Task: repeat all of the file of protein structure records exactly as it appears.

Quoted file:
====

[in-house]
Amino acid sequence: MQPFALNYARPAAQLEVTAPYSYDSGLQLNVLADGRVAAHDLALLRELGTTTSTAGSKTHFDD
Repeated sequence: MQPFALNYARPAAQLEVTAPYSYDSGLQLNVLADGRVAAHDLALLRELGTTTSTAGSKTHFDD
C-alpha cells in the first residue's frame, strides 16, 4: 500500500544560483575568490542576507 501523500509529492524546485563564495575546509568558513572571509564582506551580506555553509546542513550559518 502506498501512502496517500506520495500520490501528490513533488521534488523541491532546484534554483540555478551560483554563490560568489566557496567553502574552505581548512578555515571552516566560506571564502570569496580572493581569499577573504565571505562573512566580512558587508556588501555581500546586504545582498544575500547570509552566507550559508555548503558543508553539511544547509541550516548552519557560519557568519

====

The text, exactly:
[in-house]
Amino acid sequence: MQPFALNYARPAAQLEVTAPYSYDSGLQLNVLADGRVAAHDLALLRELGTTTSTAGSKTHFDD
Repeated sequence: MQPFALNYARPAAQLEVTAPYSYDSGLQLNVLADGRVAAHDLALLRELGTTTSTAGSKTHFDD
C-alpha cells in the first residue's frame, strides 16, 4: 500500500544560483575568490542576507 501523500509529492524546485563564495575546509568558513572571509564582506551580506555553509546542513550559518 502506498501512502496517500506520495500520490501528490513533488521534488523541491532546484534554483540555478551560483554563490560568489566557496567553502574552505581548512578555515571552516566560506571564502570569496580572493581569499577573504565571505562573512566580512558587508556588501555581500546586504545582498544575500547570509552566507550559508555548503558543508553539511544547509541550516548552519557560519557568519